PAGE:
A riveting and ruthless portrayal of American suburbia, Good Neighbors excavates the perils and betrayals of motherhood and friendships and the dangerous clash between social hierarchy, childhood trauma, and fear.
CLASSIC: Little Women by Louisa May Alcott
LITTLE WOMEN is reimagined for the twenty-first century in Anna Todd’s THE SPRING GIRLS. Set at a New Orleans military base, the Spring sisters band together to get through their adolescent years while their father is on tour in Iraq and their mother struggles to get by. Similar to LITTLE WOMEN, the sisters’ aspirations are all quite different, but the strength of their love helps them to forge their identities and discover their place in the world.
CLASSIC: Roots by Alex Haley
Intensely researched and highlighting historically marginalized voices, Petina Gappah’s OUT OF DARKNESS, SHINING LIGHT is a memorable read illuminating themes of slavery, colonization, religious conversion, and the hypocrisy of humanity. The story tracks two attendants of explorer and missionary Dr. David Livingstone—Halima, the cook, and Jacob, the secretary—as they travel fifteen hundred miles across Africa to return his papers and remains to his home in England. Alex Haley undertook a tremendous feat of research to recapture his family’s story in ROOTS, and while Petinah Gappah’s book is a fictionalized account, she similarly dedicated extraordinary amounts of care to gather true events and people and reimagine them in this narrative.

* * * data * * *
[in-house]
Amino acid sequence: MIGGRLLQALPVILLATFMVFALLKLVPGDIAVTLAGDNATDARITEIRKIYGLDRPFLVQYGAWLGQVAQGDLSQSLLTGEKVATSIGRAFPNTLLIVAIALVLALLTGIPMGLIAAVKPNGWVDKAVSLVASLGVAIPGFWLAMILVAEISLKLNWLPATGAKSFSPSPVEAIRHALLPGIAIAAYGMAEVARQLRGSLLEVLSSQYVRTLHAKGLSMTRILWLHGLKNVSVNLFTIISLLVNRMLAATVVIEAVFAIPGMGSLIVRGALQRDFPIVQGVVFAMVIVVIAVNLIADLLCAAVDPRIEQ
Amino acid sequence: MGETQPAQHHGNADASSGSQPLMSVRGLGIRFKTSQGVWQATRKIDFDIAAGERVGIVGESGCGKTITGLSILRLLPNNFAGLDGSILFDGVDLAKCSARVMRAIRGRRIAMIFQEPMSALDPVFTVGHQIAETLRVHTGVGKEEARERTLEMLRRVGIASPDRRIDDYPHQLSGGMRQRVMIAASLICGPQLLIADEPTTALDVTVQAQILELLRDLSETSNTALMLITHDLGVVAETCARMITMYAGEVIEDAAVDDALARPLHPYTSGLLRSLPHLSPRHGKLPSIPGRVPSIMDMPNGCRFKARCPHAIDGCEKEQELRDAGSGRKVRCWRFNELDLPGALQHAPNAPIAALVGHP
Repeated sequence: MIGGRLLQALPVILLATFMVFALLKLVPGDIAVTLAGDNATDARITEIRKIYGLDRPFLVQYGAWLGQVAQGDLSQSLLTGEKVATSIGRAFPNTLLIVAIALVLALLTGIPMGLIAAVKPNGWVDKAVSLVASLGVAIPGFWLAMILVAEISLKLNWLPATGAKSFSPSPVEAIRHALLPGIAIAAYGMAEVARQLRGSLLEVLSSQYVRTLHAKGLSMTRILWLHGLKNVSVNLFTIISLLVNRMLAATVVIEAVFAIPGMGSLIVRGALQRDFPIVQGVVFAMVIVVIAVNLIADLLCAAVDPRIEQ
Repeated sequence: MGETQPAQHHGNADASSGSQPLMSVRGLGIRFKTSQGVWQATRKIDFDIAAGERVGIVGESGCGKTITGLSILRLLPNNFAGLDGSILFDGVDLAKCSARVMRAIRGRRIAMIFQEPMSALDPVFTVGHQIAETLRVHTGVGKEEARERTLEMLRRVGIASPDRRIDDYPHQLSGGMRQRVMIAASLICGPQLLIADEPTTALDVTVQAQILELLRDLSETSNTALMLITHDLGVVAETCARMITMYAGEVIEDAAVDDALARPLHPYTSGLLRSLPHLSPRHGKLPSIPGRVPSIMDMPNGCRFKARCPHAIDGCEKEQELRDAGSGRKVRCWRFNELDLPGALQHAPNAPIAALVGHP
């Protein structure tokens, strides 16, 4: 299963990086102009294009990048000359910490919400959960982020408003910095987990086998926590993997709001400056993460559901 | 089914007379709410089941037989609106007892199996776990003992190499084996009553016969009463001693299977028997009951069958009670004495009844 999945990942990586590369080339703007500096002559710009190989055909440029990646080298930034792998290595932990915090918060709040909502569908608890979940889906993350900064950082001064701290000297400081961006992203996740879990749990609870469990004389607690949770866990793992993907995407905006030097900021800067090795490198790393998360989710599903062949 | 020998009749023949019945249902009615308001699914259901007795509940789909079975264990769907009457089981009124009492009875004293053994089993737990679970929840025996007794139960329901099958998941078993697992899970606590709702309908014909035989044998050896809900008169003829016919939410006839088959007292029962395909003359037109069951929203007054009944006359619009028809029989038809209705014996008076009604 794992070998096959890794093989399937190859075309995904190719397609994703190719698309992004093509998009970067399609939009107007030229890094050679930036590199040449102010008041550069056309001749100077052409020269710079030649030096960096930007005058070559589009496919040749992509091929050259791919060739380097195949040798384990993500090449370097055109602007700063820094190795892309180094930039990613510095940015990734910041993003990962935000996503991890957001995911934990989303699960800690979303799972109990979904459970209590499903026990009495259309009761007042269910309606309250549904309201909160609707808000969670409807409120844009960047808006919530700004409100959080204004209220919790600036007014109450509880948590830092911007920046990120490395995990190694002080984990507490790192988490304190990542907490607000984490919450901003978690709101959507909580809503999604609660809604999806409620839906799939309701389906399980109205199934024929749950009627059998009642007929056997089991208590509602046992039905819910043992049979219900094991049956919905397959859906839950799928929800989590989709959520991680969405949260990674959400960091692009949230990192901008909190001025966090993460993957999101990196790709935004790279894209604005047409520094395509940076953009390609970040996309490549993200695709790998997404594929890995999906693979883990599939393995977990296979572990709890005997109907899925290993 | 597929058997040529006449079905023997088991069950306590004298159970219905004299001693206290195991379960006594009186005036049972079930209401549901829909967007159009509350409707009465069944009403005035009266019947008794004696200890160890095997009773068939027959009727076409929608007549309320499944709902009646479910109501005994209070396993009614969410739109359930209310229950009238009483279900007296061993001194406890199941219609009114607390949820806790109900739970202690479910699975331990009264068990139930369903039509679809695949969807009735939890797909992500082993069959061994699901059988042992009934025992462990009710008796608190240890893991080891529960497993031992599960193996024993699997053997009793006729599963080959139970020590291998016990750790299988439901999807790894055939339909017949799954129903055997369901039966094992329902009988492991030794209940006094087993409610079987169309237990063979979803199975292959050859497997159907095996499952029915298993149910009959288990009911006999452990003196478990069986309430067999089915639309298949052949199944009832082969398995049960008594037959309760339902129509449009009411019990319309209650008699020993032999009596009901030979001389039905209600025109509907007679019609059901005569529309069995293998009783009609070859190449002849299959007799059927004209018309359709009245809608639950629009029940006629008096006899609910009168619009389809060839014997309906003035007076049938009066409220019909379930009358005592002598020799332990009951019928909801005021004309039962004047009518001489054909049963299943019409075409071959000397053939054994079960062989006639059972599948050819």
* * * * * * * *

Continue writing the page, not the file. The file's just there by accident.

WINNER OF THE 2020 CHAUTAUQUA PRIZE
ONE OF NPR’S BEST BOOKS OF 2019
“Engrossing, beautiful, and deeply imaginative, Out of Darkness, Shining Light is a novel that lends voice to those who appeared only as footnotes in history, yet whose final, brave act of loyalty and respect changed the course of it. An incredible and important book by a masterful writer.” —Yaa Gyasi, author of Homegoing